Is Instagram killing the planet?

Published

Credit: Unsplash

Sophie Cassel
Writer

Instagram is no longer just a social media app, but a platform for businesses to promote and sell their products. As targeted advertisements increasingly dominate Instagram feeds, users have become upgraded to influencers and customers, whether they like it or not.

The app’s transformation into a burgeoning marketplace is largely thanks to the rise of the notorious “influencer.” Influencers market products and services for brands by promoting these to their followers as things they enjoy and require for their daily lives. This is incredibly successful because the influencer-follower relationship is built on the idea that followers want to align their daily routines, purchases, and appearances with that of the influencers. By promoting a product as essential for a certain lifestyle, influencers greatly dilute the business aspect of marketing and give companies a much more personal and long-lasting connection to their customer base.

In their perfectly curated settings, influencers flaunt an excess of clothes, beauty products, and beautiful travel destinations. With every new clothing haul, discount code, and “swipe up to shop” suggestion, they communicate the message that success and happiness comes from spending too much money and having too much stuff. Through Instagram and its influencers, brands can sell not only the products that make up consumerism, but much more importantly the life that necessitates consumerism.

Influencers commonly form long-term contracts with brands (on average 12 months to two years), allowing them to become an extension of these brands and the industry they represent. The fast fashion industry has benefited enormously from this type of influencer marketing. Internet-based companies such as Boohoo and Missguided have grown at an alarming rate due to partnerships with influencers. In the summer of 2019, for example, contestants from the reality dating show Love Island became immediate brand ambassadors for Boohoo labels after leaving the show. Runner-up Molly-Mae Hague signed with PrettyLittleThing for £500,000 and winner Amber Gill signed with MissPap for £1m. Boohoo’s results from the first half of the financial year revealed a 43% increase in revenues.

Fast fashion is without question one of the worst industries for negative environmental impact. The industry’s use of cheap synthetic materials (polyester, nylon, and acrylic) is causing extensive damage to the environment. Not only are these synthetic materials not biodegradable, but they release plastic microfibres into our waterways every time they are washed. Predictions have shown that if the fast fashion industry does not alter its methods, it will be responsible for a quarter of the Earth’s carbon budget by 2050.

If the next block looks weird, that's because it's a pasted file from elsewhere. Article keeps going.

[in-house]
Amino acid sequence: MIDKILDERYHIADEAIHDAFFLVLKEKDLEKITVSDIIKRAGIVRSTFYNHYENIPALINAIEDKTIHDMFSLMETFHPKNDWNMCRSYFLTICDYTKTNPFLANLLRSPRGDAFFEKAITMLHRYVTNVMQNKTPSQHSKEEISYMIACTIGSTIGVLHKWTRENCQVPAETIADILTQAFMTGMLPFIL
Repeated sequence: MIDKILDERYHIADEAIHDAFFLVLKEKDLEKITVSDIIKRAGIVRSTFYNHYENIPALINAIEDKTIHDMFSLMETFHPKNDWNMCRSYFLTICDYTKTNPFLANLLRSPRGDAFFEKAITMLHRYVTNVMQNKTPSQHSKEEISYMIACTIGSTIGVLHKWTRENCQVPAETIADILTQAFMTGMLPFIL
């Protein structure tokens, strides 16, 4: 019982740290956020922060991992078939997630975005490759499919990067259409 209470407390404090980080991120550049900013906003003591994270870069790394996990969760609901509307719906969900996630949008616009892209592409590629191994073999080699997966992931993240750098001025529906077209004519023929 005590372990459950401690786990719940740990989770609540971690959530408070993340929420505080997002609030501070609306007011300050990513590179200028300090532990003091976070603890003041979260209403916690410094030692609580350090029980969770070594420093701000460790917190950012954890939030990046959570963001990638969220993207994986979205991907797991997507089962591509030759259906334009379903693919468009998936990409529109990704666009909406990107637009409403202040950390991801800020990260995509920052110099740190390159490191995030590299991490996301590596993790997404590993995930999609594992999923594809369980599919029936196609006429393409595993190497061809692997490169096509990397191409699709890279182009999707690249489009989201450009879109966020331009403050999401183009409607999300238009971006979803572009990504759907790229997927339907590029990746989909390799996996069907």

Through influencers, fast fashion companies promote clothing lines and trends ever more rapidly. As the lifespan of trends becomes shorter, fashion labels produce massive volumes of disposable merchandise which falls apart soon after being purchased. A vicious cycle ensues, whereby fast fashion labels churn out more and more clothing lines. Influencers funnel these to their followers, who in turn feel the need to buy more in order to remain trendy. Unsurprisingly, this “buy, wear, toss” behaviour has resulted in a third of the clothing produced each year in the UK ending up in the landfill.

The culture of showcasing an “Instagram-worthy” lifestyle has also fueled unsustainable travel and over-tourism. Explore-based hashtags and geotagging have replaced the tourism brochure and inform tourists around the world of undiscovered places that must be explored. Influencers – especially those who already focus on travel lifestyle – are also helping to drive up air travel by forming partnerships with airlines. Mirroring the fashion industry, Instagrammers have transformed travel destinations into trends.

Once a destination becomes popular on Instagram, crowds of tourists invade the area. Often, these places are unprepared and lack the infrastructure to handle large influxes of tourists. One such example is the closure of Maya Bay Beach on the Thai Island of Koh Phi Phi in 2018, which suffered extensive environmental damage due to over-tourism. To the world of Instagram, these consequences seem to go unnoticed. They merely signal the death of an area’s trendiness, which is replaced by a myriad of new hashtags of glittering waters.

But we must not forget that Instagram’s ability to connect millions of people simultaneously makes it an incredibly powerful tool for collective action. The app has already played a crucial role in connecting global environmental movements and activists of all ages. One of the most prominent examples is Greta Thunberg, whose urgent call for climate action spread across the world via social media and sparked the emergence of a global youth climate strike. Other environmental campaigns, such as The Upcycle Movement, relied entirely on social media to take off and continues to rely on these platforms to reach more people.

Instagram can therefore equally be used as a tool to challenge the system which utilises the app to spread consumer values and behaviour. We may not be able to prevent the flow of advertisements popping up on our feed, but recognising the environmental harm caused by consumerism is an important first step. As Instagram users, we can follow activists and organisations who are promoting sustainable causes and learn from them. By following people involved in environmental movements and causes, we can help to grow their platform and spread their message. The same goes for our own use of social media. We all have a platform. How we use Instagram as individuals has the potential to shift the power away from those who are sustaining environmental damage to our planet and towards a more sustainable future.